Guitarist Rich Robinson co-founded The Black Crowes with his brother Chris and drummer Steve Gorman in the late 80s.
The band released their debut album, $hake Your Money Maker in 1990 which went on to sell over five million copies. They released a further eight studio albums and four live collections before announcing their split earlier this year.
Robinson has three solo albums to his name. His latest, The Ceaseless Sight, was released in 2014.
We challenged him to pick the best 10 guitarists – until he suggested his own spin.
“I thought it would be cool to talk about guitar players who are unique unto themselves,” says Rich. “Sometimes you hear a guitar player, and you just know it’s them. I remember when The Black Crowes first played with Jimmy Page. He’d just kick in and we’d be like, ‘Damn! That’s him!’ That’s how it is…”
Rich: “Any time you hear that sound you know that it’s him: any time you hear him solo and the way that he digs in. It just goes to show that, really, it’s all in your fingers and how you turn your amp. I could plug into Jimmy’s amp – anyone could – and it’s not going to sound like Jimmy. That’s what was so cool as we [Rich and his brother and ex-Black Crowes bandmate Chris Robinson] grew up, was realising that and seeing it in all of our favourite musicians. If you’re really good, you have uniqueness to you. I think the ultimate goal for today’s musical standard is that everyone is trying to sound like someone else, more so. But I think it’s the unique people that really stand out.”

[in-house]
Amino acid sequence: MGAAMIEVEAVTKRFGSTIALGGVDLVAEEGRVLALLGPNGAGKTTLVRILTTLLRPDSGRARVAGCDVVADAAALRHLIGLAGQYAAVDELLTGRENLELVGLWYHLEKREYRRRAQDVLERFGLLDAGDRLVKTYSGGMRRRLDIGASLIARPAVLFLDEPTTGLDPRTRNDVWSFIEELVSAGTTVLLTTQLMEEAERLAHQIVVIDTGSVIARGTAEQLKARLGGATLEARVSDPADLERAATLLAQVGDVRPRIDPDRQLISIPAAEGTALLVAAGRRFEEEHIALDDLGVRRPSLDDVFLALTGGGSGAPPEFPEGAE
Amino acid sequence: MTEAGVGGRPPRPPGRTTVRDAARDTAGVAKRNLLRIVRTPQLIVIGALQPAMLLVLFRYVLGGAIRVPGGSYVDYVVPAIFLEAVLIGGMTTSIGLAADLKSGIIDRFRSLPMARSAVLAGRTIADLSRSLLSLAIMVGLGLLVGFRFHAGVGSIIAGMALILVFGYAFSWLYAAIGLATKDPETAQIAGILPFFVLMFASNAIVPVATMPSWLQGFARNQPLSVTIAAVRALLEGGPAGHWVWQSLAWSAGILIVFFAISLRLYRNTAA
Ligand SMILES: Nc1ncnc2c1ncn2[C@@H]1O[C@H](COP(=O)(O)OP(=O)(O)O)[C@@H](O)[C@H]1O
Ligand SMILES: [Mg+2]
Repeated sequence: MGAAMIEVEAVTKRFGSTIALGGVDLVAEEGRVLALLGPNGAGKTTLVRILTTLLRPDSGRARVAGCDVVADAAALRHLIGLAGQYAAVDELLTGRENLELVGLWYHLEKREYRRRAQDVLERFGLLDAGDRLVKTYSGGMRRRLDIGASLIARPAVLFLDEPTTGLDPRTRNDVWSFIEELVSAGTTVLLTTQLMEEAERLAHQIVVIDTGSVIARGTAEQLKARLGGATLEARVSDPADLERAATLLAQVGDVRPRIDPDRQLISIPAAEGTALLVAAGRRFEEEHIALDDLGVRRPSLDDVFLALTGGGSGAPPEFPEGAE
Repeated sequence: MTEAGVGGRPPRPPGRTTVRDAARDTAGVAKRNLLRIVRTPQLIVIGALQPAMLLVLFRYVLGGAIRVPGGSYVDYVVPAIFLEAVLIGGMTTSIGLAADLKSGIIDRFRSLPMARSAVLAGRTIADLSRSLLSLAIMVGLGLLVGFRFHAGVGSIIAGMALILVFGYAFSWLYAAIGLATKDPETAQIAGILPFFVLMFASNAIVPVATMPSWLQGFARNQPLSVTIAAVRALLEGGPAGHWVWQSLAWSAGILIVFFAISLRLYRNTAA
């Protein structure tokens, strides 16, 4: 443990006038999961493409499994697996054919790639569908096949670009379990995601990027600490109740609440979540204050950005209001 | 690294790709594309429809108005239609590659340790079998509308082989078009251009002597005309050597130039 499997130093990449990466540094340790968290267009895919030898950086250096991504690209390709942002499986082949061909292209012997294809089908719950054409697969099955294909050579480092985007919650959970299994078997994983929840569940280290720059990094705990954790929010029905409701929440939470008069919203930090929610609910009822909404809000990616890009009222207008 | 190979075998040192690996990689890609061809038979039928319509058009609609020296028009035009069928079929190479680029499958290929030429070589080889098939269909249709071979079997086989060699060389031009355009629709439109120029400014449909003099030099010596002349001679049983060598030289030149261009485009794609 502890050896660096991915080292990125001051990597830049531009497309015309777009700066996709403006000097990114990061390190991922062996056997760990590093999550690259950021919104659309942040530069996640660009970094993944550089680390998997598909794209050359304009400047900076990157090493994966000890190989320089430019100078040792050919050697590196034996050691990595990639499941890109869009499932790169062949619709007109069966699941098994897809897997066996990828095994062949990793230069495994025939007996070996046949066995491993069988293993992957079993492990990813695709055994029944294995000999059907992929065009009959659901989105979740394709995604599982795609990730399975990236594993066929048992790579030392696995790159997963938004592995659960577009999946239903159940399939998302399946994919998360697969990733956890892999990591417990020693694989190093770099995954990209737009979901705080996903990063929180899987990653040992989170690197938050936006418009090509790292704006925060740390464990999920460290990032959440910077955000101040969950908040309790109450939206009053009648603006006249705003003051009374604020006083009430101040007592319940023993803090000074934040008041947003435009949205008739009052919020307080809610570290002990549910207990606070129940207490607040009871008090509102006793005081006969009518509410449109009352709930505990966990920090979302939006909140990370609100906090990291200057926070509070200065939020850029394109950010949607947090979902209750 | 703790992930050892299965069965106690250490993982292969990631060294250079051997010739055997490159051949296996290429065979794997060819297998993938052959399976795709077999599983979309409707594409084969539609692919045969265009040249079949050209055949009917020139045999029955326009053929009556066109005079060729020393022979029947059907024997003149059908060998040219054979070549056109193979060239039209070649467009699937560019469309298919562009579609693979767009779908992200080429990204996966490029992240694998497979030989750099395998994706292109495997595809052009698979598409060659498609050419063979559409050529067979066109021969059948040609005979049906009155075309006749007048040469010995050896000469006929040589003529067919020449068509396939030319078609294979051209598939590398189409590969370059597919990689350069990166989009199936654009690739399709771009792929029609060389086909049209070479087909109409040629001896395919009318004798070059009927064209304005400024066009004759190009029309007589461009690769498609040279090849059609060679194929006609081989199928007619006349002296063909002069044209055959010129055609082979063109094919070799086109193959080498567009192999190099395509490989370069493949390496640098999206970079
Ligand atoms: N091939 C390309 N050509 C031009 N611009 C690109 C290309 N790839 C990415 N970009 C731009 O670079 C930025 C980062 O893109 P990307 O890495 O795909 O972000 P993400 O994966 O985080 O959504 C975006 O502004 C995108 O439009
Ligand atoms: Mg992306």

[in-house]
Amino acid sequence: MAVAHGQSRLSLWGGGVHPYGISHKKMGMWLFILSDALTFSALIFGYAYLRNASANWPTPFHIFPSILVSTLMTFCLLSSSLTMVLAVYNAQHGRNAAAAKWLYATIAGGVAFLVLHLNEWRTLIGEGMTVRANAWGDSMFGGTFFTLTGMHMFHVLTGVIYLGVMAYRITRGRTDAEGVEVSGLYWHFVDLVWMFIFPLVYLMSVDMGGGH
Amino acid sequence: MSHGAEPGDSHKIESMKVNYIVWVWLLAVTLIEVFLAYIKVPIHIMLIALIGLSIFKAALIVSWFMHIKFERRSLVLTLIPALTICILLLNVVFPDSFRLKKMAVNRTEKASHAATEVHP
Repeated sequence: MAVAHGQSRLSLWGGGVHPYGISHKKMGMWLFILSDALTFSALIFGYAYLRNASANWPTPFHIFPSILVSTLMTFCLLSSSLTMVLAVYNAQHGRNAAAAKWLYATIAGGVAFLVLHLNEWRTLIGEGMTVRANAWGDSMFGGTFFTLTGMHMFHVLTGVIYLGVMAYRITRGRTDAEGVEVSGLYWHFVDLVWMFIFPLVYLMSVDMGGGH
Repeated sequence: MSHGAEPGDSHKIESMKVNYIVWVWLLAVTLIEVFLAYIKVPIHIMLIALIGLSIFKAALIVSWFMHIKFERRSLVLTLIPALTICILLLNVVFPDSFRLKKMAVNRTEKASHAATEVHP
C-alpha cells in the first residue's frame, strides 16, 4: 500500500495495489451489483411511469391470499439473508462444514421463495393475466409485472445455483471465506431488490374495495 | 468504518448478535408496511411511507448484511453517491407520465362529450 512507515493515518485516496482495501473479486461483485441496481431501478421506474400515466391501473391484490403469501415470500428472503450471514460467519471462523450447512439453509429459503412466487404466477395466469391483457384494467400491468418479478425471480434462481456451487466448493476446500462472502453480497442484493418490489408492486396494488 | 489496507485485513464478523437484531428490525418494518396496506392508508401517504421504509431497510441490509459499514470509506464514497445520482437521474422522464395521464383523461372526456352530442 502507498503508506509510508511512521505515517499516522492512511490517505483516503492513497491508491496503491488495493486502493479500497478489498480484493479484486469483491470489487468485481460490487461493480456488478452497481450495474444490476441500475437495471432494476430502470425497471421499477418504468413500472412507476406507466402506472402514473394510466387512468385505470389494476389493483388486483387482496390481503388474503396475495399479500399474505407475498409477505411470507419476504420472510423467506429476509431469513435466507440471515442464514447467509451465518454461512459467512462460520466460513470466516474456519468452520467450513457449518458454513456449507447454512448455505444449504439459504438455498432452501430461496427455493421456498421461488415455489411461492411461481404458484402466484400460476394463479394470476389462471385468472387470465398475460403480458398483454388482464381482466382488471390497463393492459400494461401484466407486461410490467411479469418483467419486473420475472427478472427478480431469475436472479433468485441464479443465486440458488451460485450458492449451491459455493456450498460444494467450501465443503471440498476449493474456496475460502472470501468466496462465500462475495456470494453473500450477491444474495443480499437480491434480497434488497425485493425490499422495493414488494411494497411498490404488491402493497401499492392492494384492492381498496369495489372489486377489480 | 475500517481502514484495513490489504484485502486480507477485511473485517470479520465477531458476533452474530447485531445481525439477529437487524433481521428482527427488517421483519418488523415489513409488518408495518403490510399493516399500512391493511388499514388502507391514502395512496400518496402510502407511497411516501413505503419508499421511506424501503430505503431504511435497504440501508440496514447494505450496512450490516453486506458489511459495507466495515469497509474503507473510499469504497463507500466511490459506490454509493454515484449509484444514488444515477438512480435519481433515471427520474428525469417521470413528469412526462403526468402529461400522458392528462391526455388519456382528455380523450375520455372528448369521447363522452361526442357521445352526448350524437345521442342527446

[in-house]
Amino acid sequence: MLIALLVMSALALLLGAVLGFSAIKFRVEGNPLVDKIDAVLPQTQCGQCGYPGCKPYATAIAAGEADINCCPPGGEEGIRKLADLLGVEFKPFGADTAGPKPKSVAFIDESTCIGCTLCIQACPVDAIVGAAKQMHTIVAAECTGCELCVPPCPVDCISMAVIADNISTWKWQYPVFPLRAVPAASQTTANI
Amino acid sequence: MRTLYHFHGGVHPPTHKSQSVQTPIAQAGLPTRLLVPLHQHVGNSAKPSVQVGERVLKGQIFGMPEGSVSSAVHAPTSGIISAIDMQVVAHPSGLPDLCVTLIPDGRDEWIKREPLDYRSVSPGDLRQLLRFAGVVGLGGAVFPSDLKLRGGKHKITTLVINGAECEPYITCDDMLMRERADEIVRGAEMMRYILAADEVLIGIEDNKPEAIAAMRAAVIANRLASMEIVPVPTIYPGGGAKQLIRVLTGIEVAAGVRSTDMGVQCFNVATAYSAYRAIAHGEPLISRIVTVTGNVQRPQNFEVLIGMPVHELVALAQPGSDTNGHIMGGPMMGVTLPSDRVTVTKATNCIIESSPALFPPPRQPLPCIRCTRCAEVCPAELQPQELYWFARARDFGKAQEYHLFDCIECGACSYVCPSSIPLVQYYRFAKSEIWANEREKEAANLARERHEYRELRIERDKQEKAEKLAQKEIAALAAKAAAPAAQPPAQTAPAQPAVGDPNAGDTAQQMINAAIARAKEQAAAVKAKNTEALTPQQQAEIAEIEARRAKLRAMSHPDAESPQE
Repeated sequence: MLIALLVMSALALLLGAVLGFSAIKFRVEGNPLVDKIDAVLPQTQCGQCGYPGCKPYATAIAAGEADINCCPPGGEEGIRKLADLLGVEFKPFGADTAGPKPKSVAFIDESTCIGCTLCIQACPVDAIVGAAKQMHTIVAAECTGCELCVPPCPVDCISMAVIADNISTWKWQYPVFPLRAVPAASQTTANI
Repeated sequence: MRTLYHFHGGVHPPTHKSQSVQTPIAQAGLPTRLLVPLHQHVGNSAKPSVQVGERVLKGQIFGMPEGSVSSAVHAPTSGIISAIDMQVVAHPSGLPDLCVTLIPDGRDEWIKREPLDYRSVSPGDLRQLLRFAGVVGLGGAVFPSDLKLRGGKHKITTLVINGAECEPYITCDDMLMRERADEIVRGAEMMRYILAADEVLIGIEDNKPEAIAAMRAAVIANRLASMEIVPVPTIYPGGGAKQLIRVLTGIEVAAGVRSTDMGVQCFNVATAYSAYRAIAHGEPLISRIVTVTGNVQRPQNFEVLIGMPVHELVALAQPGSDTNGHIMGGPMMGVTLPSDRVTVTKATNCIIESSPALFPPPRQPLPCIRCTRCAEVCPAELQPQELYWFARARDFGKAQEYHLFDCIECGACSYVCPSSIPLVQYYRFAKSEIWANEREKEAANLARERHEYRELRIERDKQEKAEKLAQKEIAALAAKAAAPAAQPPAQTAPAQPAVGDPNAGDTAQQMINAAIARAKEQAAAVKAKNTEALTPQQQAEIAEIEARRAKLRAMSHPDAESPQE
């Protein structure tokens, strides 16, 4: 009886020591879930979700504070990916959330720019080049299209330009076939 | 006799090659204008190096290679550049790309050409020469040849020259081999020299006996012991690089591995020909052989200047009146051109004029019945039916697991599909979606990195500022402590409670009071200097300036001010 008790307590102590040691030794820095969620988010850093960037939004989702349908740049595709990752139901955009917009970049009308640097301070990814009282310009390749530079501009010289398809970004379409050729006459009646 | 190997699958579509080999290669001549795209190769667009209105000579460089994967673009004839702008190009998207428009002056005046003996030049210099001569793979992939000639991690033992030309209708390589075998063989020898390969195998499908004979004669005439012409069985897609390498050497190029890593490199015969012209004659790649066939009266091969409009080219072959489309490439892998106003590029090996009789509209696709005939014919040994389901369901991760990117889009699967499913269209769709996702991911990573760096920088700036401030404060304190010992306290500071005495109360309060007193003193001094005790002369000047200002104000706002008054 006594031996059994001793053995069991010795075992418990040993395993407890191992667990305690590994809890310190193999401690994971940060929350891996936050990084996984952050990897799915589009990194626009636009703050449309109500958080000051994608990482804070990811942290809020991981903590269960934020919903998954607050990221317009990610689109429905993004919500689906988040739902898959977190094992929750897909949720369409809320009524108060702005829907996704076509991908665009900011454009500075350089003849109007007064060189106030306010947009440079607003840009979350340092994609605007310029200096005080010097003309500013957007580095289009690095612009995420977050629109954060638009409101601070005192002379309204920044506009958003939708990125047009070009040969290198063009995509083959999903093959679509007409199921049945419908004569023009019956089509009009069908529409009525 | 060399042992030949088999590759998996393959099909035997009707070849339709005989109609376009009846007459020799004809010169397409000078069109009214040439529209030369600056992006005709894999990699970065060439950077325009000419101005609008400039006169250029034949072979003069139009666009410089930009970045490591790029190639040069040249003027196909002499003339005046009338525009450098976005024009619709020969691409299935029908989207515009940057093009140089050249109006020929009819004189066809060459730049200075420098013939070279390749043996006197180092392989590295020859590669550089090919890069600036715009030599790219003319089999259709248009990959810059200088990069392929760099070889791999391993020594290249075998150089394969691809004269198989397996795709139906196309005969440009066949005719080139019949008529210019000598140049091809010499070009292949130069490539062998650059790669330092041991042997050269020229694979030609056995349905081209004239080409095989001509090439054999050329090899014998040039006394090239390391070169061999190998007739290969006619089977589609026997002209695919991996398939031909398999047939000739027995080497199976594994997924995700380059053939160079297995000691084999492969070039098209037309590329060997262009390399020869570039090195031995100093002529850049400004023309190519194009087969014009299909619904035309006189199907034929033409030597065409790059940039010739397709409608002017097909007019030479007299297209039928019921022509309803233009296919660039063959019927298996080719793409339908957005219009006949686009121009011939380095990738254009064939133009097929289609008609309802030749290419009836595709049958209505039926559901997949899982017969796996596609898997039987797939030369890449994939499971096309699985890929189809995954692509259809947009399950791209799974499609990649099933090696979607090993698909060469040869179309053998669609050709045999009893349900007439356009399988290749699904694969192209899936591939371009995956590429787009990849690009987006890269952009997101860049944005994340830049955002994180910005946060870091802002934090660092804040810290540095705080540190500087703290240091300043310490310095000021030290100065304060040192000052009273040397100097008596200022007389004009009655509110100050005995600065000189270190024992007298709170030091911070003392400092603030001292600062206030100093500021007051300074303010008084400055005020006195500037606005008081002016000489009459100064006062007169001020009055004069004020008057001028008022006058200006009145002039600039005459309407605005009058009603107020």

“The next would be Keith Richards. Growing up and listening to Keith play, just his approach to the guitar and to rhythm playing was what set him apart. No one played like that. No one used those note choices, especially within the composition, and the way that he writes songs in particular. Then he has that tone, too. Sometimes it can be really sharp, like the biting sound when he plays his solos, but then he has this amazing rhythm and the timing with which he plays. And the note and the chord choices that he makes are unique to Keith.”
“He always played the same Les Paul guitar – it was like a ’58, or a ’59, flame top Les Paul. When you listen to Free playing Mr Big or Ride on Pony, or even All Right Now, you can hear that chord come in and his attack. You can really dig into the frequencies of how people when they strum the guitar create multiple frequencies and harmonics, and everyone has their specific signature style that you can really hear. One of the other guys I can really hear is Paul Kossoff. No one sounds like him.”